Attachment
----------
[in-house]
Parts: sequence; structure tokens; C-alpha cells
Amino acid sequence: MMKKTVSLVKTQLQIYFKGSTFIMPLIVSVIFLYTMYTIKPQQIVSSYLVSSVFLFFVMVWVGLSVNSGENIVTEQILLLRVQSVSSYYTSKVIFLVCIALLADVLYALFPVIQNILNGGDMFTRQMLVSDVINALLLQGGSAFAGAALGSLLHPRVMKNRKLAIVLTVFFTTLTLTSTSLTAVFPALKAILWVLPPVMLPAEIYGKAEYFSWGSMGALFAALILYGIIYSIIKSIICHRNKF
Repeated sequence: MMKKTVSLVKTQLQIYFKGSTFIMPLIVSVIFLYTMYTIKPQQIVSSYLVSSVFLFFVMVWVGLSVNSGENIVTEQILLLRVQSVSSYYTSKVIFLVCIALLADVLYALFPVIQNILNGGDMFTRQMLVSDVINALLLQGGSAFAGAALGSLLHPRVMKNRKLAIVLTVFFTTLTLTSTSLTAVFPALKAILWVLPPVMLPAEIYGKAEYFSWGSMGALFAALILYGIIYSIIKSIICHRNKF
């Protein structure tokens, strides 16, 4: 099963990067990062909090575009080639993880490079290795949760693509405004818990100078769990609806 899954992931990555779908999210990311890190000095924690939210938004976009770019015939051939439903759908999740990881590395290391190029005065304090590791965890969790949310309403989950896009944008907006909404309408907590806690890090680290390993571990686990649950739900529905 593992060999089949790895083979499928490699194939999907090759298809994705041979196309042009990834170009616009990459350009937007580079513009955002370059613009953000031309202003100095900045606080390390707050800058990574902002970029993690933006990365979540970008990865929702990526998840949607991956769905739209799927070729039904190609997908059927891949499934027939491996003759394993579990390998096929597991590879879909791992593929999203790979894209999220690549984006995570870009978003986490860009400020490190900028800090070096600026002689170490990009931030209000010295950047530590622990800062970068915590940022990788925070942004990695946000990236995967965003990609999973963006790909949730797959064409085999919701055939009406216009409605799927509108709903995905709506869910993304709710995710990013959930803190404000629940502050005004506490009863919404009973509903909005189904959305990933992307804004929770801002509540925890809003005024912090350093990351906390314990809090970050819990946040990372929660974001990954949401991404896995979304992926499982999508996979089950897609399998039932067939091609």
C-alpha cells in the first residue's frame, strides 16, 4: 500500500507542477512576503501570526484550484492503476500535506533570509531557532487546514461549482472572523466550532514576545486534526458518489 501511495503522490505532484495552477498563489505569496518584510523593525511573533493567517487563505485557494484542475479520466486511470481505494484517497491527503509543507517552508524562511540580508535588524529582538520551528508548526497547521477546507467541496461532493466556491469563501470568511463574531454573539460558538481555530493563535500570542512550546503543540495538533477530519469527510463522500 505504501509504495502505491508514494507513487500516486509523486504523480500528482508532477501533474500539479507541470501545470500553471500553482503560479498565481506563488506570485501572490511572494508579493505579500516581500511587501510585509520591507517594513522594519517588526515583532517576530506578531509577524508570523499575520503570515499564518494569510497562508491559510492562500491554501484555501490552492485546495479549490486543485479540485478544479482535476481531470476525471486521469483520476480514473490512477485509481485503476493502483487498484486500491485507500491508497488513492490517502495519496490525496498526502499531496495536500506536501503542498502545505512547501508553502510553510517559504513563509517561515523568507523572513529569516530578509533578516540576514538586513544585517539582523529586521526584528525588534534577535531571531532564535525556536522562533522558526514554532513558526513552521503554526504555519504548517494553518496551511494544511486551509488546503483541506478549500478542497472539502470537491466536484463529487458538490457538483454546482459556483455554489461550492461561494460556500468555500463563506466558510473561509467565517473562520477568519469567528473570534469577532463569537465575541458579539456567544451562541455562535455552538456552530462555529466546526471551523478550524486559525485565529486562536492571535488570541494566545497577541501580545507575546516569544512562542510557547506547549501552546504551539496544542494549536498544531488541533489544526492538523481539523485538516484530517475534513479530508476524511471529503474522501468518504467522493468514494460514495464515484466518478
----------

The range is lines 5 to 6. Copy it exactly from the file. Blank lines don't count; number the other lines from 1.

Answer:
């Protein structure tokens, strides 16, 4: 099963990067990062909090575009080639993880490079290795949760693509405004818990100078769990609806 899954992931990555779908999210990311890190000095924690939210938004976009770019015939051939439903759908999740990881590395290391190029005065304090590791965890969790949310309403989950896009944008907006909404309408907590806690890090680290390993571990686990649950739900529905 593992060999089949790895083979499928490699194939999907090759298809994705041979196309042009990834170009616009990459350009937007580079513009955002370059613009953000031309202003100095900045606080390390707050800058990574902002970029993690933006990365979540970008990865929702990526998840949607991956769905739209799927070729039904190609997908059927891949499934027939491996003759394993579990390998096929597991590879879909791992593929999203790979894209999220690549984006995570870009978003986490860009400020490190900028800090070096600026002689170490990009931030209000010295950047530590622990800062970068915590940022990788925070942004990695946000990236995967965003990609999973963006790909949730797959064409085999919701055939009406216009409605799927509108709903995905709506869910993304709710995710990013959930803190404000629940502050005004506490009863919404009973509903909005189904959305990933992307804004929770801002509540925890809003005024912090350093990351906390314990809090970050819990946040990372929660974001990954949401991404896995979304992926499982999508996979089950897609399998039932067939091609």
C-alpha cells in the first residue's frame, strides 16, 4: 500500500507542477512576503501570526484550484492503476500535506533570509531557532487546514461549482472572523466550532514576545486534526458518489 501511495503522490505532484495552477498563489505569496518584510523593525511573533493567517487563505485557494484542475479520466486511470481505494484517497491527503509543507517552508524562511540580508535588524529582538520551528508548526497547521477546507467541496461532493466556491469563501470568511463574531454573539460558538481555530493563535500570542512550546503543540495538533477530519469527510463522500 505504501509504495502505491508514494507513487500516486509523486504523480500528482508532477501533474500539479507541470501545470500553471500553482503560479498565481506563488506570485501572490511572494508579493505579500516581500511587501510585509520591507517594513522594519517588526515583532517576530506578531509577524508570523499575520503570515499564518494569510497562508491559510492562500491554501484555501490552492485546495479549490486543485479540485478544479482535476481531470476525471486521469483520476480514473490512477485509481485503476493502483487498484486500491485507500491508497488513492490517502495519496490525496498526502499531496495536500506536501503542498502545505512547501508553502510553510517559504513563509517561515523568507523572513529569516530578509533578516540576514538586513544585517539582523529586521526584528525588534534577535531571531532564535525556536522562533522558526514554532513558526513552521503554526504555519504548517494553518496551511494544511486551509488546503483541506478549500478542497472539502470537491466536484463529487458538490457538483454546482459556483455554489461550492461561494460556500468555500463563506466558510473561509467565517473562520477568519469567528473570534469577532463569537465575541458579539456567544451562541455562535455552538456552530462555529466546526471551523478550524486559525485565529486562536492571535488570541494566545497577541501580545507575546516569544512562542510557547506547549501552546504551539496544542494549536498544531488541533489544526492538523481539523485538516484530517475534513479530508476524511471529503474522501468518504467522493468514494460514495464515484466518478